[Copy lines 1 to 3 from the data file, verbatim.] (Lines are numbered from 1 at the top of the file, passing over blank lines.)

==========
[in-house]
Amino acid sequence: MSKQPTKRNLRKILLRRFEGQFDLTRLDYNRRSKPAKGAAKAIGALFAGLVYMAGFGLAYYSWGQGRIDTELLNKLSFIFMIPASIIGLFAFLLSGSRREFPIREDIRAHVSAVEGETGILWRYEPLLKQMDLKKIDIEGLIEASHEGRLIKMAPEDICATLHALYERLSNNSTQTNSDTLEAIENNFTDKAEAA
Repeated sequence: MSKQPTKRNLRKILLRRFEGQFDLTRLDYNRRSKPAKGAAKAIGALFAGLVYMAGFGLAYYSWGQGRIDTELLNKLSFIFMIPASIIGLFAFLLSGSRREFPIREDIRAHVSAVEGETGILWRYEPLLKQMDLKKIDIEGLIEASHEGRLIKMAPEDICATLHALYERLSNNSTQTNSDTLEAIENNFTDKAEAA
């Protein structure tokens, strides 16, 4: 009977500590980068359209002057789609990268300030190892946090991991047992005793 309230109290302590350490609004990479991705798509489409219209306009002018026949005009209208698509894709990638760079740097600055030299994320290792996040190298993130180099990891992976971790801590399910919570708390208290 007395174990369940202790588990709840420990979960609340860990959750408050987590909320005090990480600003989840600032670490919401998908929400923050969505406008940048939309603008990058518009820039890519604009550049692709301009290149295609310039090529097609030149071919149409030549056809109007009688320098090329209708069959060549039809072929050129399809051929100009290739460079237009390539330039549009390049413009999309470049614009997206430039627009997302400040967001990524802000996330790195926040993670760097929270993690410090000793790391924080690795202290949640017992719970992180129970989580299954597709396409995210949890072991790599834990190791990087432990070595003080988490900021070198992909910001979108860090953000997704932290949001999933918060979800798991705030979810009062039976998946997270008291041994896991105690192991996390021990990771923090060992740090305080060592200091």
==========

[in-house]
Amino acid sequence: MSKQPTKRNLRKILLRRFEGQFDLTRLDYNRRSKPAKGAAKAIGALFAGLVYMAGFGLAYYSWGQGRIDTELLNKLSFIFMIPASIIGLFAFLLSGSRREFPIREDIRAHVSAVEGETGILWRYEPLLKQMDLKKIDIEGLIEASHEGRLIKMAPEDICATLHALYERLSNNSTQTNSDTLEAIENNFTDKAEAA
Repeated sequence: MSKQPTKRNLRKILLRRFEGQFDLTRLDYNRRSKPAKGAAKAIGALFAGLVYMAGFGLAYYSWGQGRIDTELLNKLSFIFMIPASIIGLFAFLLSGSRREFPIREDIRAHVSAVEGETGILWRYEPLLKQMDLKKIDIEGLIEASHEGRLIKMAPEDICATLHALYERLSNNSTQTNSDTLEAIENNFTDKAEAA